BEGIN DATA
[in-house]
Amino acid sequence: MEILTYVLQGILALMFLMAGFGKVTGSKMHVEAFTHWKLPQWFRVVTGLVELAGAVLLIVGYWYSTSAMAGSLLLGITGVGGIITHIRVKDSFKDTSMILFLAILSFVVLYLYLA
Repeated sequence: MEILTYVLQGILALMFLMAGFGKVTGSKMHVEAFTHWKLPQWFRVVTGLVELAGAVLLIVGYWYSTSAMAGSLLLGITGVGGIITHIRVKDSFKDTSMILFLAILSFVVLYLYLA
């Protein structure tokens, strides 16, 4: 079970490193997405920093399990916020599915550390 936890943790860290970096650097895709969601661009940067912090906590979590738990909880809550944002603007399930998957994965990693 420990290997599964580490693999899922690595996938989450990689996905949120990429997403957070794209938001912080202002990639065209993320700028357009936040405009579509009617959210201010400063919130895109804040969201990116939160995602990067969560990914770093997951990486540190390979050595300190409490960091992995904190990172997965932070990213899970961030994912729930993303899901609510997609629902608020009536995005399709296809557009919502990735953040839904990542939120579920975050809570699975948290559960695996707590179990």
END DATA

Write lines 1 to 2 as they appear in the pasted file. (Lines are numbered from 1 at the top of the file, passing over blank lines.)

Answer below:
[in-house]
Amino acid sequence: MEILTYVLQGILALMFLMAGFGKVTGSKMHVEAFTHWKLPQWFRVVTGLVELAGAVLLIVGYWYSTSAMAGSLLLGITGVGGIITHIRVKDSFKDTSMILFLAILSFVVLYLYLA